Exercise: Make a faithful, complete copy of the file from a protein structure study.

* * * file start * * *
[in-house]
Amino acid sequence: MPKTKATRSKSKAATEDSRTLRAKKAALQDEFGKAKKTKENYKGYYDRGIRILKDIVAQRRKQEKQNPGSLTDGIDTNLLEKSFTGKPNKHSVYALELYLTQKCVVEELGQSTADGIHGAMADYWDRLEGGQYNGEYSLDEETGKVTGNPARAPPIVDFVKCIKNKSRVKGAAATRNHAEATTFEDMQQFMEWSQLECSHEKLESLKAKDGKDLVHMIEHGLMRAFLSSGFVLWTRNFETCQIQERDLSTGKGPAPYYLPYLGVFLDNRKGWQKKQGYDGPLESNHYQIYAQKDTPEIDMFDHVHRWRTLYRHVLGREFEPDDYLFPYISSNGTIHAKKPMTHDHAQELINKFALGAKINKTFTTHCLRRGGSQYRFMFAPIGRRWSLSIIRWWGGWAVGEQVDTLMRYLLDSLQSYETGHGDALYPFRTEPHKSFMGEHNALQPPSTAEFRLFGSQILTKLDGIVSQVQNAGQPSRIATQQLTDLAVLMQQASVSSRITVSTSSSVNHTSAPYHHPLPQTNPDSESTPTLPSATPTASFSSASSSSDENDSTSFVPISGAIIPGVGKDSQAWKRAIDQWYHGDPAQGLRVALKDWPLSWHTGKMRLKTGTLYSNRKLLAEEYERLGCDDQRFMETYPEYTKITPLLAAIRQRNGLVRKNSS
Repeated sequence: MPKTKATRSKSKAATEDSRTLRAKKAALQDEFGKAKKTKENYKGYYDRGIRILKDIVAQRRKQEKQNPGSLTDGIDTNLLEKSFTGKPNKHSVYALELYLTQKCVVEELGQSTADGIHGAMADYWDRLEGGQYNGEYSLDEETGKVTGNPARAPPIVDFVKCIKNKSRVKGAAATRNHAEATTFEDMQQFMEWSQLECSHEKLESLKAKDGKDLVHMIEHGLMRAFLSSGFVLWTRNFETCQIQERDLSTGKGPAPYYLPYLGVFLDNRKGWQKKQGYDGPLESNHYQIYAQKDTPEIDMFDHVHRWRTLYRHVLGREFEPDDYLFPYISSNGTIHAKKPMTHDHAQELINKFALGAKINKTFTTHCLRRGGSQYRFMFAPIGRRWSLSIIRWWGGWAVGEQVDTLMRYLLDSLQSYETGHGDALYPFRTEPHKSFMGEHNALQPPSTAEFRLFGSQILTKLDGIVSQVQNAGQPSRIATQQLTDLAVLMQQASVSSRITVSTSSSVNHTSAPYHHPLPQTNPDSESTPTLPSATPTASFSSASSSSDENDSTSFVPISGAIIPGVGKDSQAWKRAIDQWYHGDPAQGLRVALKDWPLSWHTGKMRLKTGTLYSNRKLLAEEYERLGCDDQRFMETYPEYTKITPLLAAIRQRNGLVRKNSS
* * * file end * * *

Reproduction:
[in-house]
Amino acid sequence: MPKTKATRSKSKAATEDSRTLRAKKAALQDEFGKAKKTKENYKGYYDRGIRILKDIVAQRRKQEKQNPGSLTDGIDTNLLEKSFTGKPNKHSVYALELYLTQKCVVEELGQSTADGIHGAMADYWDRLEGGQYNGEYSLDEETGKVTGNPARAPPIVDFVKCIKNKSRVKGAAATRNHAEATTFEDMQQFMEWSQLECSHEKLESLKAKDGKDLVHMIEHGLMRAFLSSGFVLWTRNFETCQIQERDLSTGKGPAPYYLPYLGVFLDNRKGWQKKQGYDGPLESNHYQIYAQKDTPEIDMFDHVHRWRTLYRHVLGREFEPDDYLFPYISSNGTIHAKKPMTHDHAQELINKFALGAKINKTFTTHCLRRGGSQYRFMFAPIGRRWSLSIIRWWGGWAVGEQVDTLMRYLLDSLQSYETGHGDALYPFRTEPHKSFMGEHNALQPPSTAEFRLFGSQILTKLDGIVSQVQNAGQPSRIATQQLTDLAVLMQQASVSSRITVSTSSSVNHTSAPYHHPLPQTNPDSESTPTLPSATPTASFSSASSSSDENDSTSFVPISGAIIPGVGKDSQAWKRAIDQWYHGDPAQGLRVALKDWPLSWHTGKMRLKTGTLYSNRKLLAEEYERLGCDDQRFMETYPEYTKITPLLAAIRQRNGLVRKNSS
Repeated sequence: MPKTKATRSKSKAATEDSRTLRAKKAALQDEFGKAKKTKENYKGYYDRGIRILKDIVAQRRKQEKQNPGSLTDGIDTNLLEKSFTGKPNKHSVYALELYLTQKCVVEELGQSTADGIHGAMADYWDRLEGGQYNGEYSLDEETGKVTGNPARAPPIVDFVKCIKNKSRVKGAAATRNHAEATTFEDMQQFMEWSQLECSHEKLESLKAKDGKDLVHMIEHGLMRAFLSSGFVLWTRNFETCQIQERDLSTGKGPAPYYLPYLGVFLDNRKGWQKKQGYDGPLESNHYQIYAQKDTPEIDMFDHVHRWRTLYRHVLGREFEPDDYLFPYISSNGTIHAKKPMTHDHAQELINKFALGAKINKTFTTHCLRRGGSQYRFMFAPIGRRWSLSIIRWWGGWAVGEQVDTLMRYLLDSLQSYETGHGDALYPFRTEPHKSFMGEHNALQPPSTAEFRLFGSQILTKLDGIVSQVQNAGQPSRIATQQLTDLAVLMQQASVSSRITVSTSSSVNHTSAPYHHPLPQTNPDSESTPTLPSATPTASFSSASSSSDENDSTSFVPISGAIIPGVGKDSQAWKRAIDQWYHGDPAQGLRVALKDWPLSWHTGKMRLKTGTLYSNRKLLAEEYERLGCDDQRFMETYPEYTKITPLLAAIRQRNGLVRKNSS